Las Vegas Sun

January 28, 2022

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With zinger, Reid hits a sensitive spot

WASHINGTON - Senate Majority Leader Harry Reid added another zinger to his repertoire this week: He called the 49 Senate Republicans "puppets" of the Bush administration.

It didn't sit well.

Nobody likes being called a yes man, particularly among the old guard in the U.S. Senate. Lawmakers pride themselves on the power a single senator has to make a difference.

But Reid couldn't help himself Tuesday when, from one end of Pennsylvania Avenue, the president was scolding Democrats for not getting their work done, while at the other end Senate Republicans were blocking his offer to vote on a key tax issue that needs to be resolved before Congress adjourns.

Faced with that scenario, Reid took to the floor and said if Congress is unable to fix the tax loophole in time to protect millions of middle-class American taxpayers, it would be President Bush's fault.

"He is the man who is pulling the strings on the 49 puppets he has here in the Senate," Reid said. "That is too bad for the country."

At least one old-guard senator wasn't going to stand for it.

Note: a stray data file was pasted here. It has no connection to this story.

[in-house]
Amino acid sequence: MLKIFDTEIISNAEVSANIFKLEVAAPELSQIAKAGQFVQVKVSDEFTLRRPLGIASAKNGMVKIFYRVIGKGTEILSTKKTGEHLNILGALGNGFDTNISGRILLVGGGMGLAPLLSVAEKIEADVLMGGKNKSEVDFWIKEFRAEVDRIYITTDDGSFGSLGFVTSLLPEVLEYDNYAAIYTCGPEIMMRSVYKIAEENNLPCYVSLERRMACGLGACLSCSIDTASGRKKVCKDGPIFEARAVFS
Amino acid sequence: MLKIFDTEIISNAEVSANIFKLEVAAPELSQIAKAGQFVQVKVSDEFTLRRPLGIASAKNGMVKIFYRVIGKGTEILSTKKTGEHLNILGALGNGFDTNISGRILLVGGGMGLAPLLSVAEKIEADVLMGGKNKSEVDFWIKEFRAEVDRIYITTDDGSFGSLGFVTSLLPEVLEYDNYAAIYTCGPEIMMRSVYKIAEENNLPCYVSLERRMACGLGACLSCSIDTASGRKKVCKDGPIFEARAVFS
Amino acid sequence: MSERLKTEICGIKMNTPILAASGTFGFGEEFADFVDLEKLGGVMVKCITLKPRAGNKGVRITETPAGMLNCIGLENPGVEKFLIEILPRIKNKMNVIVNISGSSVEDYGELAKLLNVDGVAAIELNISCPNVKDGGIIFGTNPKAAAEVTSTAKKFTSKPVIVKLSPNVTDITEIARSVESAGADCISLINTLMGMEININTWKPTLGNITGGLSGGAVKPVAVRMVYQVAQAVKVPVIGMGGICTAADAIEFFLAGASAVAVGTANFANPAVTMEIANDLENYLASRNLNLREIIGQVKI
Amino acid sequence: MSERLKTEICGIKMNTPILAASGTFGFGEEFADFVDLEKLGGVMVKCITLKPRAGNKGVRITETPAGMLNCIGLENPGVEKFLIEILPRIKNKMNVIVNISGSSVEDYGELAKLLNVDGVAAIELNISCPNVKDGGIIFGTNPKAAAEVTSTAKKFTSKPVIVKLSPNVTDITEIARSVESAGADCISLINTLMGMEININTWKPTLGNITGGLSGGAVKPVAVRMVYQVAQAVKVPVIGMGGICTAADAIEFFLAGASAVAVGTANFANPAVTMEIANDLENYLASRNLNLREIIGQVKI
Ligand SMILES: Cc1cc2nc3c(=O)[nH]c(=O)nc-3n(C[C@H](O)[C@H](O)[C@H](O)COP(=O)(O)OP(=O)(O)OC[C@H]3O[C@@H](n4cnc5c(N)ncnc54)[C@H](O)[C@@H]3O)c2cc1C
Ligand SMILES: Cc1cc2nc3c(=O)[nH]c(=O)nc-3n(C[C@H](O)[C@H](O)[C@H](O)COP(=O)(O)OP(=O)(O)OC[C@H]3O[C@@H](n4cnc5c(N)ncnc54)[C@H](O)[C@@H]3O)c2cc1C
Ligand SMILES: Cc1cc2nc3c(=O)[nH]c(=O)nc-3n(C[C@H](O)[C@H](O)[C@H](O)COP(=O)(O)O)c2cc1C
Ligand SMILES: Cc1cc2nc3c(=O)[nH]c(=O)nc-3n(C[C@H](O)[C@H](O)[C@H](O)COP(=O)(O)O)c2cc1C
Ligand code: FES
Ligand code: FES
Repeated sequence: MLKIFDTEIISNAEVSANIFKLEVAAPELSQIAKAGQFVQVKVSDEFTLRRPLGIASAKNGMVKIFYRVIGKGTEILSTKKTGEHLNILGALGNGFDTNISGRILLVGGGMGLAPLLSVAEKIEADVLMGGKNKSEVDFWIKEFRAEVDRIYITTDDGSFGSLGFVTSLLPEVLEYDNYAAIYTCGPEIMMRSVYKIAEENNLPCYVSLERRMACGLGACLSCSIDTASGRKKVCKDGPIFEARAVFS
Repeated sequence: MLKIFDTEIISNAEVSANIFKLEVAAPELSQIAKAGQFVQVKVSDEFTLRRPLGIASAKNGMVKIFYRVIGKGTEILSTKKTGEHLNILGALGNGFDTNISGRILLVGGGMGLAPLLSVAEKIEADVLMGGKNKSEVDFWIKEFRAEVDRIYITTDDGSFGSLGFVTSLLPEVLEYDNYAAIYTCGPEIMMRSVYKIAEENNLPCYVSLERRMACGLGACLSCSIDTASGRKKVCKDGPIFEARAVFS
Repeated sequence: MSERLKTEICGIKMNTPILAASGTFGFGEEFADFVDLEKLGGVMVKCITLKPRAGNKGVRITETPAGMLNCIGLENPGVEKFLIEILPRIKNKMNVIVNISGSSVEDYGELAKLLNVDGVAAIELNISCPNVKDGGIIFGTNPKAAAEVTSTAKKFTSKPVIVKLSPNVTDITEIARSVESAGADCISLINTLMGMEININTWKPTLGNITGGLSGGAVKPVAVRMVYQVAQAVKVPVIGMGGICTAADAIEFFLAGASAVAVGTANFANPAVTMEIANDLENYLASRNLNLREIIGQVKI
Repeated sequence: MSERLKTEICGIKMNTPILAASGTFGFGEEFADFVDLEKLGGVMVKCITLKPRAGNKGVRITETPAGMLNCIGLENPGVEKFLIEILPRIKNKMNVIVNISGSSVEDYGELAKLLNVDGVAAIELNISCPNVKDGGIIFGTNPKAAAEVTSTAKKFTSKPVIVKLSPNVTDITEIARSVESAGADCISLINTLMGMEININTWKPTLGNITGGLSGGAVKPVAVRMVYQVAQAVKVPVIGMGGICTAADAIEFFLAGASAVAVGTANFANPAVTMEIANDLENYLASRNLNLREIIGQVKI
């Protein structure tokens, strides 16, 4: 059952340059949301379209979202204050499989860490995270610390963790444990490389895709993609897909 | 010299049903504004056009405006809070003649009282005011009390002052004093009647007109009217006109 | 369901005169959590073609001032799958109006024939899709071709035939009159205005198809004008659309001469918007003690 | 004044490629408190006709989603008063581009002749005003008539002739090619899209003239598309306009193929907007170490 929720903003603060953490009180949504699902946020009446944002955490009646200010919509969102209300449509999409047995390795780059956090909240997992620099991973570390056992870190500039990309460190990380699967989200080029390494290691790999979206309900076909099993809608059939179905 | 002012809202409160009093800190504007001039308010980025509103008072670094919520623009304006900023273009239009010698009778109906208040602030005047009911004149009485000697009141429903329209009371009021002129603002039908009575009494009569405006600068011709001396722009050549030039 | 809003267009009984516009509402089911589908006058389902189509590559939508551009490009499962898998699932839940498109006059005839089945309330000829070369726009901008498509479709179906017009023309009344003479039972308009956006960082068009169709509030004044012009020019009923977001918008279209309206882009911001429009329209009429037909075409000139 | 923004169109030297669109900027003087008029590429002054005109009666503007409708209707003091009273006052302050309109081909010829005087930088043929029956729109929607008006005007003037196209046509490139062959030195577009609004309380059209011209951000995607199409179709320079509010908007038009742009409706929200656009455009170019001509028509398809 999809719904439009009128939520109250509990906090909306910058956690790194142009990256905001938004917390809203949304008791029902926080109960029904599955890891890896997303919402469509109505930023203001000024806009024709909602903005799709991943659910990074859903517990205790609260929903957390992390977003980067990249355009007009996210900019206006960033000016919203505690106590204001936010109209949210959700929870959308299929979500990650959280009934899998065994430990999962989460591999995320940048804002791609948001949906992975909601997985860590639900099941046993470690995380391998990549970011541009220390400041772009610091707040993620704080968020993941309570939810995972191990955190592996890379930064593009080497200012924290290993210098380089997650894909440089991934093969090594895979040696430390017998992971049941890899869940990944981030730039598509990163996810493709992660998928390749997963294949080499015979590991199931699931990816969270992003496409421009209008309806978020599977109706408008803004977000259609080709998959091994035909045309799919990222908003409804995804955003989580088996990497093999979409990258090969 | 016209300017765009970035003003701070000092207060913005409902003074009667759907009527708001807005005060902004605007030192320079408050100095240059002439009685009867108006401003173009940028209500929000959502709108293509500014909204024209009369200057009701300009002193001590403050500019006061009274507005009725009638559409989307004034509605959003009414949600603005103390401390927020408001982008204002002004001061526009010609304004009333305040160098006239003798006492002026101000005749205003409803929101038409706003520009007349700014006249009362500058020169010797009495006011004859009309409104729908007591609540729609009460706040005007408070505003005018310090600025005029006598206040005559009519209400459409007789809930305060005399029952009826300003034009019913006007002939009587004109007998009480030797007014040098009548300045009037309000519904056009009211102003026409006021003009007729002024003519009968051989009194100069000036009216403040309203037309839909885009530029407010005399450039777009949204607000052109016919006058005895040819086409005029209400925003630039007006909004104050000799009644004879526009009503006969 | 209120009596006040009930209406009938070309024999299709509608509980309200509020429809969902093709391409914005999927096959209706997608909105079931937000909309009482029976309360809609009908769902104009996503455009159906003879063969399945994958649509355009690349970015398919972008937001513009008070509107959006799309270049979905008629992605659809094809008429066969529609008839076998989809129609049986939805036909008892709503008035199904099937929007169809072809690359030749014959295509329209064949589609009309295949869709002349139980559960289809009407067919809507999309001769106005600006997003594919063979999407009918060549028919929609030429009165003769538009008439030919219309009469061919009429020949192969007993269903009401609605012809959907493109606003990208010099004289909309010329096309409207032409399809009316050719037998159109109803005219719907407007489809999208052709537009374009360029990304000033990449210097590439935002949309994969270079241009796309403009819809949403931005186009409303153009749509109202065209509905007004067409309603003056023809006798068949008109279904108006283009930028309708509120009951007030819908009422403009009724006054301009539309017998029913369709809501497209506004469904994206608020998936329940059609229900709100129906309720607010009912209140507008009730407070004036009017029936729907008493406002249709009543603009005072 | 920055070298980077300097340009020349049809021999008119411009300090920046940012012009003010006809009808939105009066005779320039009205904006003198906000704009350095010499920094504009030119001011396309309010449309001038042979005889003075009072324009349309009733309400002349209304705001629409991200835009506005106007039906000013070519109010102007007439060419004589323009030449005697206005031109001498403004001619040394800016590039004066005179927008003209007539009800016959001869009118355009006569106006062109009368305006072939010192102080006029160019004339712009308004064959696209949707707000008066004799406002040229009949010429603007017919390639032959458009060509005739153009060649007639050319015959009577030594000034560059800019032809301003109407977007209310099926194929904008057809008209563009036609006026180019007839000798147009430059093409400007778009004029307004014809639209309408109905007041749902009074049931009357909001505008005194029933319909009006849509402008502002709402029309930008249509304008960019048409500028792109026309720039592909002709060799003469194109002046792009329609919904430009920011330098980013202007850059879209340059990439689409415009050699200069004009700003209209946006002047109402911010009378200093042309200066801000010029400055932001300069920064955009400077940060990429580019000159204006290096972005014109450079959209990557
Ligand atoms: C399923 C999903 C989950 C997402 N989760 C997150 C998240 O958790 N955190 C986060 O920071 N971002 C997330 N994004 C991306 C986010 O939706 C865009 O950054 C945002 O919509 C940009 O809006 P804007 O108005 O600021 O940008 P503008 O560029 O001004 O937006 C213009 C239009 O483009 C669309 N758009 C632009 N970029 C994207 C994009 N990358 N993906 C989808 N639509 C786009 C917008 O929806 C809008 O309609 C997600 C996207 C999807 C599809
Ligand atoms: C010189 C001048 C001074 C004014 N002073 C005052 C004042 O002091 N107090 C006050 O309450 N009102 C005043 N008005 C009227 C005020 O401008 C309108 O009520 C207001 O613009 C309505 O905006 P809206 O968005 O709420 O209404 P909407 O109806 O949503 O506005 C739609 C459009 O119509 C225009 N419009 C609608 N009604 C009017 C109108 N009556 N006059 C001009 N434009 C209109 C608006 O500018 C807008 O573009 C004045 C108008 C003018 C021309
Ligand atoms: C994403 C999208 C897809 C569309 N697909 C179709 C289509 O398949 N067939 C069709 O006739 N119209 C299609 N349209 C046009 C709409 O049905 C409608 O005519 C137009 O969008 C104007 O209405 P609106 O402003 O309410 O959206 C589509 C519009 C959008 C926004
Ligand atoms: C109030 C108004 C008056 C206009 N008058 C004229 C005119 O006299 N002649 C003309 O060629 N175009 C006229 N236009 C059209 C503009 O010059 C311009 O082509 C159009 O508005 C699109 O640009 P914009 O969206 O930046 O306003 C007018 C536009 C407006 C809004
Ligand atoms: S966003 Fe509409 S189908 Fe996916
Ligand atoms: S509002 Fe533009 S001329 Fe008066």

Republican Arlen Specter of Pennsylvania, among the more maverick of his party's lawmakers, ran through a litany of examples of Republicans' acting independently of Bush this year - from a vote on stem cells to an override of Bush's veto of a water infrastructure bill.

Then Specter hurled back an insult of his own, questioning whether Reid is "up to the job."

In a speech on the floor, Specter said if Reid is trying to get senators to work together, "he doesn't improve his case when he starts calling us puppets."

"I wonder if he is up to the job when he resorts to that kind of a statement, which only furthers the level of rancor and insults and animosity with that kind of an insulting comment," Specter said, suggesting that Reid had violated Rule 19 of the Senate, which says, essentially, that no senator should suggest ill intentions on the part of another.

At this pace, it's going to be a long, last haul before the holiday recess.

The chamber appears hopelessly deadlocked as the days dwindle, with Democrats blocked by Republican procedural hurdles from passing any legislation.

Reid has played hardball this year, and he and Specter have tangled before.

Specter said Reid was being "dictatorial" when the majority leader cut him off this summer following an all-night session on a failed vote to withdraw troops from Iraq. Reid wanted to move on to a new bill.

This week, Specter wanted a response from Reid.

Reid's response, as told to the Sun: "He obviously doesn't like to be called a puppet ... My reaction is he had to come to the floor and defend being a puppet."

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